The role of health-care fueled inflation
While health care costs have the most dramatic part of the story reported in the new report, inflation has exacted a toll, as well. The price index used to accommodate rising costs has failed to keep pace with real costs in the years since 2000, according to Moscovitch. While some wealthy towns have made up the difference by spending more than the statutory level, that option has not been available to poor and urban districts. As a result, they are now generally spending considerably below the programmatic level envisioned in 1993, even before the impact of health care costs is factored in.

Chapter 70 was designed to keep school districts at the level of the foundation budget, with the assumption that this would maintain parity into the future. To chart the impact of real-world prices on school districts, Moscovitch compares spending adjusted for true inflation across a number of spending categories, including teachers, operations, books and professional development. The change when viewed with this corrective is especially dramatic for books and professional development. The former declined from an average of plus-0.9 percent annually from 1996-2000 to minus-11.3 percent annually from2000 to 2007. Spending for professional development dropped in similar fashion from plus-20.2 percent from 1996 to 2000 to minus-3.6 percent from 2000 to 2007.

Comparing high-need low-wealth districts to low-need, high wealth-districts provides a single summary comparison of the impact of the failure of the formula to achieve the goals of education reform. When all spending is adjusted for inflation, real spending has fallen across the board, but further in areas of greater need. From 2000 to 2007, spending per pupil in high-need districts has fallen 14 percent in the poorest districts and fully 16.1 percent in the second poorest grouping of districts, while spending has decreased by 8.8 percent per capita in the wealthiest and lowest need districts.

Cumulatively, the gap between costs and needs across all districts in Massachusetts has grown to almost $1.7 billion by the 2010. Any attempt to close this gap would require both local resources and increased state aid. Because of their greater resources, the wealthiest districts are already, on average, spending at the “true” foundation level, which means foundation level adjusted for the real cost of inflation. Moscovitch estimates it would cost somewhere between $800 million and $1 billion a year in increased state aid to raise the foundation budget by $1.7 billion, enough to close the new and widening gap.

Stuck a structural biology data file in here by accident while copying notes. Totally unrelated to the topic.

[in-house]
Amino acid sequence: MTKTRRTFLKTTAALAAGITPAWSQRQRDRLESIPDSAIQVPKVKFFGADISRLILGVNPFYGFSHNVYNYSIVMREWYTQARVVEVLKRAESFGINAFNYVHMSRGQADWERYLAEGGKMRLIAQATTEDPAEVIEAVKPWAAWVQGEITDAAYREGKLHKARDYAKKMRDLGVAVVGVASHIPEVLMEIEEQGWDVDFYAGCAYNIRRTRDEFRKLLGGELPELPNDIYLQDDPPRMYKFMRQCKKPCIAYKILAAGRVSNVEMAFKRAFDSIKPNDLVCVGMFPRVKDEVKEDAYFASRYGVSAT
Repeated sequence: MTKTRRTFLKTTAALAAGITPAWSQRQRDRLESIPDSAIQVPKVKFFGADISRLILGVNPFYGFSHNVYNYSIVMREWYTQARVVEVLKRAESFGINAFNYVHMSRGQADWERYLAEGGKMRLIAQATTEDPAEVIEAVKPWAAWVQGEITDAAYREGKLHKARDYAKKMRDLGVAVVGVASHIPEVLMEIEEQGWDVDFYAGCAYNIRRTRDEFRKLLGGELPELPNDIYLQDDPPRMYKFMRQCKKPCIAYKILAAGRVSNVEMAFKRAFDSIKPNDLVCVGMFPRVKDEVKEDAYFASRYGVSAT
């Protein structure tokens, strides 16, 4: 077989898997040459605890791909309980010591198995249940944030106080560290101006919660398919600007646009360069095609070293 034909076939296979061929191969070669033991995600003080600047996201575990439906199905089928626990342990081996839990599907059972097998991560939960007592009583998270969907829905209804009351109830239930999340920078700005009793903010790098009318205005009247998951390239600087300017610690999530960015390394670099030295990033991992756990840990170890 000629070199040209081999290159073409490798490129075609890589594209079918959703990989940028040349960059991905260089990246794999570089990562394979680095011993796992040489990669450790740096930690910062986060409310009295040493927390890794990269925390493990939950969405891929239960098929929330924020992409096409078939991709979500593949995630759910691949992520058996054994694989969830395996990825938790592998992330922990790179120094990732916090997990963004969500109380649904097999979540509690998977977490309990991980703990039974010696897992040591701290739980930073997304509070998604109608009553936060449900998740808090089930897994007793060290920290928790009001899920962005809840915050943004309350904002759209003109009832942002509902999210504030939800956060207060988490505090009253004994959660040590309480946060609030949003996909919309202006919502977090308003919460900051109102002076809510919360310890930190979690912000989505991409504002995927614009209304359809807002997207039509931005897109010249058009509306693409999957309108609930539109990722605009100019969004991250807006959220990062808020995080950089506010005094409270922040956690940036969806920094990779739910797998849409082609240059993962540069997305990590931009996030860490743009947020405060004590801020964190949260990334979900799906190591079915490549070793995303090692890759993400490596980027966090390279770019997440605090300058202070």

The way forward
The report concludes that controlling the cost of health care in Massachusetts is now the ultimate education issue. Without a change in the trend, it appears impossible for the Commonwealth to keep all districts at true foundation levels. Even new resources provided to education cannot hope to cover the trends that show health care costs continuing to spiral upward.


The Boston Foundation, Greater Boston’s community foundation, is one of the oldest and largest community foundations in the nation, with assets of $733 million.  In Fiscal Year 2009, the Foundation and its donors made almost $83 million in grants to nonprofit organizations and received gifts of over $82 million. The Foundation is made up of some 900 separate charitable funds established by donors either for the general benefit of the community or for special purposes.  The Boston Foundation also serves as a major civic leader, provider of information, convener, and sponsor of special initiatives designed to address the community’s and region’s most pressing challenges.  For more information about the Boston Foundation, visit or call 617-338-1700.

The Massachusetts Business Alliance for Education (MBAE) is committed to a high quality public education system that will prepare all students to engage successfully in a global economy and society.  We bring together business and education leaders to promote education policies and practices based on measurable standards of achievement, accountability for performance, and equitable educational opportunities for all students.  For more information about MBAE, visit or call 617-737-3122.